Sony have also just announced Location Free TV client for the PSP that lets you watch whatever your own base-station at home is connected to.
The base station is a little pricey at $350 but does feature an RF tuner and two s-video inputs. It is also capable of sending IR codes so connect this baby up to your satellite or cable TV and a 200 disk DVD changer…
Universal dock & remote control
Apple do have a new remote control available real soon but it only works with your iPod while it is connected to the universal dock.
The universal dock is a good idea – one dock for all the iPods – especially useful for a family or individual with more than one iPod. What I’d like to know is if Apple will enable Macs connected to a universal dock to be controlled in the same way as the new iMac.
A direct heads up to media centre style interfaces of Windows Media Centre Edition, Sony’s PSP and the forthcoming Xbox 360 comes Apple’s FrontRow.
Big colorful icons, massive text – just what you’d want on your TV… but curiously only available on the iMac, now available with both 17″ and 20″ widescreen displays again as last seen on the iLamp model.
iTunes 5 has been out a whole month and Apple think the addition of buying videos justifies a whole new version number. Apart from this the only other changes seem to be a couple of minor cosmetics.
I guess they are desperately trying to catch up version numbers with RealPlayer and Windows Media Player. I wonder what other features they can add/borrow from other apps now that video has been nabbed from QuickTime and syncing from iSync. How much longer before it is renamed iKitchenSink?
- Goodbye eMac
- No sign of faster PowerBooks
- Hello iMac with faster CPU
Apple hosted a media event yesterday, here’s my usual opinionated commentary.
iTunes 5 is now out – ditching the scrappy brushed-metal look in favour of the Apple Mail inspired ‘platinum’ look even on Windows. With luck we can expect the next major release of Mac OS X to take this theme across the board and finally kill off the aqua stripes and brushed metal. Let’s just hope they keep the older sane toolbars and not the Safari/Mail abominations.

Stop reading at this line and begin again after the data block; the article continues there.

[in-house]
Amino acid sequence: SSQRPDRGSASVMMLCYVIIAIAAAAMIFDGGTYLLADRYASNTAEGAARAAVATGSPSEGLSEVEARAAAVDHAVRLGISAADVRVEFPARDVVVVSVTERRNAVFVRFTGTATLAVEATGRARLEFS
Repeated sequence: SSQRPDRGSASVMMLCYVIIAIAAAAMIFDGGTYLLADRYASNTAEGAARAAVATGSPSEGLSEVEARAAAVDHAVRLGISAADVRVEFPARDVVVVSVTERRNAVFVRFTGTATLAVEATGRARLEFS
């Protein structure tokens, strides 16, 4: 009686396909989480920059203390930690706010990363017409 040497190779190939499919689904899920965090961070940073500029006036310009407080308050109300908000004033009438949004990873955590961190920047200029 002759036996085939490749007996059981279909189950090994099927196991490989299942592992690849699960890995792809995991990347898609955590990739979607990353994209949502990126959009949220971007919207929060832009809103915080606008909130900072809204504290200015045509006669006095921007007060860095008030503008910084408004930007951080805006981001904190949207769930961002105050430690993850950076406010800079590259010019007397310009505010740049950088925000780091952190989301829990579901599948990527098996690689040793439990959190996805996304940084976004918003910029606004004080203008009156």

Daring Fireball has an amusing commentary on the issue…
The rumors of Apple replacing it’s hard-disk based mini line with flash based models were indeed true. The new Nanos are MUCH slimmer with better battery life and color screens. You can have any color you like, as long as it’s black… or white.
Check out the Nanos insides…
iTunes now offer the Harry Potter audio-books. As you might expect they are still overpriced… here’s a quick summary of the pricing of each one, compared to the audio CD, book and DVD’s (at Amazon.co.uk)
- Philosopher’s Stone iTunes £17.95, CD £18.19, Book £4.79, DVD £9.97
- Chamber of Secrets iTunes £18.95, CD £18.19, Book £4.79, DVD £8.97
- Prisoner of Azkaban iTunes £21.95, CD £31.99, Book £4.79, DVD £8.97
- Goblet of Fire iTunes £40.95, CD £59.99, Book £5.59
- Order of the Phoenix iTunes £50.95, CD £52.50, Book £6.39
- Half-Blood Prince iTunes £44.95, CD £39.00, Book £8.99
Once again audio-book pricing is off the scale with the CD’s weighing in at £219.86. iTunes shaves 10% off this to get it just under £200 in exchange for all resale value, having a physical disk and the ability to rip/convert to any format you like. Doesn’t really seem worth the 10% saving to me.
By comparison the books will cost you just under £50, so audio-books cost 400% more! The cost of producing the CD’s seems to consist of a narrator, a recording studio and some editing – all one-off production costs. Selling more CD’s at a lower margin would seem to be the more sensible option.
Fluid is a screen saver that gives you, well fluid visual effects. It has a whole bunch of preset effects and a mixing desk to mix up your own. Works okay on my PowerBook but ideally needs something more powerful! Mac Mini owners need not apply.
CoverFlow gives you an alternative interface to your music by presenting you with a gorgeously rendered user interface of album art.
USB Overdrive lets you enable and assign all those extra buttons on your mouse without having to purchase Apple’s rather overpriced Mighty Mouse. You can get the superior laser-tracking Logitech MX-1000 for the same price if you shop around.